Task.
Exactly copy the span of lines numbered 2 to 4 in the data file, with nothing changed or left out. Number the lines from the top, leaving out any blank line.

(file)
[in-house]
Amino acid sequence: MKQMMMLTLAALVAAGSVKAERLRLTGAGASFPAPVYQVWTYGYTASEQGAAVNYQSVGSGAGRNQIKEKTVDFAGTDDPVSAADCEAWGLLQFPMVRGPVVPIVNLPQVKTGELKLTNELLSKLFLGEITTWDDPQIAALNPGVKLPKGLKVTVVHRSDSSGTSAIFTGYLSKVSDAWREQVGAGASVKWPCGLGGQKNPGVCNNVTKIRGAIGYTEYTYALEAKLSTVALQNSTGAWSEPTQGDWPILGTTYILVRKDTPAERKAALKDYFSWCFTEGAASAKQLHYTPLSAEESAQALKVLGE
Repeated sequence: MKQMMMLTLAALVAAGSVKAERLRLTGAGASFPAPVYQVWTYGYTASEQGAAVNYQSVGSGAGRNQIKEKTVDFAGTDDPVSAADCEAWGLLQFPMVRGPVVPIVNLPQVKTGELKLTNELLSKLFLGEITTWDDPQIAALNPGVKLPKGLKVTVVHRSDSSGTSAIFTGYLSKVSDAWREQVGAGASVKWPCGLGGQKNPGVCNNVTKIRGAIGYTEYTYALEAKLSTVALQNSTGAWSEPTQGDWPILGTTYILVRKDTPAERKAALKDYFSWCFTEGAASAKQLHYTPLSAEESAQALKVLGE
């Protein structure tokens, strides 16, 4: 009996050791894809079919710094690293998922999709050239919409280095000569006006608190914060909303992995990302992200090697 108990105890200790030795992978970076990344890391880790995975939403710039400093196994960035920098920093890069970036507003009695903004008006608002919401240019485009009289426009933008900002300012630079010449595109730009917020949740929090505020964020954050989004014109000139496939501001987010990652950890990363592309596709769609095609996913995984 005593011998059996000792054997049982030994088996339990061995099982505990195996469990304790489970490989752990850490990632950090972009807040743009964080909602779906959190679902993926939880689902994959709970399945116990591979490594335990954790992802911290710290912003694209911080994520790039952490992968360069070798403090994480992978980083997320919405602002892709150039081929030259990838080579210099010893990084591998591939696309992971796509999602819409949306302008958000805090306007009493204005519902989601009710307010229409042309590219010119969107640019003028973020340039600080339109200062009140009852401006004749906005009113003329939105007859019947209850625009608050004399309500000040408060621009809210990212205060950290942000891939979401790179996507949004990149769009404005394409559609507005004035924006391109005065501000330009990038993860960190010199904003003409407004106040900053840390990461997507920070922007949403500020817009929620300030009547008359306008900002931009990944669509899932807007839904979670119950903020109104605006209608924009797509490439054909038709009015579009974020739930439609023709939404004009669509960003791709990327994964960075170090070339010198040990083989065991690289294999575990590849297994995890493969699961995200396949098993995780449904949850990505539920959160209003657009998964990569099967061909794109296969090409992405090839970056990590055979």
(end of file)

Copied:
Amino acid sequence: MKQMMMLTLAALVAAGSVKAERLRLTGAGASFPAPVYQVWTYGYTASEQGAAVNYQSVGSGAGRNQIKEKTVDFAGTDDPVSAADCEAWGLLQFPMVRGPVVPIVNLPQVKTGELKLTNELLSKLFLGEITTWDDPQIAALNPGVKLPKGLKVTVVHRSDSSGTSAIFTGYLSKVSDAWREQVGAGASVKWPCGLGGQKNPGVCNNVTKIRGAIGYTEYTYALEAKLSTVALQNSTGAWSEPTQGDWPILGTTYILVRKDTPAERKAALKDYFSWCFTEGAASAKQLHYTPLSAEESAQALKVLGE
Repeated sequence: MKQMMMLTLAALVAAGSVKAERLRLTGAGASFPAPVYQVWTYGYTASEQGAAVNYQSVGSGAGRNQIKEKTVDFAGTDDPVSAADCEAWGLLQFPMVRGPVVPIVNLPQVKTGELKLTNELLSKLFLGEITTWDDPQIAALNPGVKLPKGLKVTVVHRSDSSGTSAIFTGYLSKVSDAWREQVGAGASVKWPCGLGGQKNPGVCNNVTKIRGAIGYTEYTYALEAKLSTVALQNSTGAWSEPTQGDWPILGTTYILVRKDTPAERKAALKDYFSWCFTEGAASAKQLHYTPLSAEESAQALKVLGE
């Protein structure tokens, strides 16, 4: 009996050791894809079919710094690293998922999709050239919409280095000569006006608190914060909303992995990302992200090697 108990105890200790030795992978970076990344890391880790995975939403710039400093196994960035920098920093890069970036507003009695903004008006608002919401240019485009009289426009933008900002300012630079010449595109730009917020949740929090505020964020954050989004014109000139496939501001987010990652950890990363592309596709769609095609996913995984 005593011998059996000792054997049982030994088996339990061995099982505990195996469990304790489970490989752990850490990632950090972009807040743009964080909602779906959190679902993926939880689902994959709970399945116990591979490594335990954790992802911290710290912003694209911080994520790039952490992968360069070798403090994480992978980083997320919405602002892709150039081929030259990838080579210099010893990084591998591939696309992971796509999602819409949306302008958000805090306007009493204005519902989601009710307010229409042309590219010119969107640019003028973020340039600080339109200062009140009852401006004749906005009113003329939105007859019947209850625009608050004399309500000040408060621009809210990212205060950290942000891939979401790179996507949004990149769009404005394409559609507005004035924006391109005065501000330009990038993860960190010199904003003409407004106040900053840390990461997507920070922007949403500020817009929620300030009547008359306008900002931009990944669509899932807007839904979670119950903020109104605006209608924009797509490439054909038709009015579009974020739930439609023709939404004009669509960003791709990327994964960075170090070339010198040990083989065991690289294999575990590849297994995890493969699961995200396949098993995780449904949850990505539920959160209003657009998964990569099967061909794109296969090409992405090839970056990590055979």